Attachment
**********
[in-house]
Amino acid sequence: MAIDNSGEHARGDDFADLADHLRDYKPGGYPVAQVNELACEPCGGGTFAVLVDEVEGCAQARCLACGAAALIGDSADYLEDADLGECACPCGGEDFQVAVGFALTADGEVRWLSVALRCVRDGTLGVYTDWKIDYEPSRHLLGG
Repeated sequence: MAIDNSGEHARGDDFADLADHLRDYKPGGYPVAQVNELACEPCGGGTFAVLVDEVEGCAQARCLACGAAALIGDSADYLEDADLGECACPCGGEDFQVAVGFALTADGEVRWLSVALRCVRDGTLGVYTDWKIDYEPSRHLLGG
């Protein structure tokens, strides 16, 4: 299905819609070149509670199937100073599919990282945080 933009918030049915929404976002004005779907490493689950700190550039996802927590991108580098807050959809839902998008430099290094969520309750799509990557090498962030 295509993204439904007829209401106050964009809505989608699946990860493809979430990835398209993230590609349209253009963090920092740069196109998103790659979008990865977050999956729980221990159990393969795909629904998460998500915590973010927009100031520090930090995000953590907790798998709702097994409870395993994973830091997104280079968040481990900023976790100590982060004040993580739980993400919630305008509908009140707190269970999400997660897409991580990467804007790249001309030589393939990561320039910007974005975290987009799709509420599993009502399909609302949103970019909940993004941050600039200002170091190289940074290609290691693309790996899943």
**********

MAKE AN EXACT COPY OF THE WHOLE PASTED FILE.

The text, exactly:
[in-house]
Amino acid sequence: MAIDNSGEHARGDDFADLADHLRDYKPGGYPVAQVNELACEPCGGGTFAVLVDEVEGCAQARCLACGAAALIGDSADYLEDADLGECACPCGGEDFQVAVGFALTADGEVRWLSVALRCVRDGTLGVYTDWKIDYEPSRHLLGG
Repeated sequence: MAIDNSGEHARGDDFADLADHLRDYKPGGYPVAQVNELACEPCGGGTFAVLVDEVEGCAQARCLACGAAALIGDSADYLEDADLGECACPCGGEDFQVAVGFALTADGEVRWLSVALRCVRDGTLGVYTDWKIDYEPSRHLLGG
């Protein structure tokens, strides 16, 4: 299905819609070149509670199937100073599919990282945080 933009918030049915929404976002004005779907490493689950700190550039996802927590991108580098807050959809839902998008430099290094969520309750799509990557090498962030 295509993204439904007829209401106050964009809505989608699946990860493809979430990835398209993230590609349209253009963090920092740069196109998103790659979008990865977050999956729980221990159990393969795909629904998460998500915590973010927009100031520090930090995000953590907790798998709702097994409870395993994973830091997104280079968040481990900023976790100590982060004040993580739980993400919630305008509908009140707190269970999400997660897409991580990467804007790249001309030589393939990561320039910007974005975290987009799709509420599993009502399909609302949103970019909940993004941050600039200002170091190289940074290609290691693309790996899943």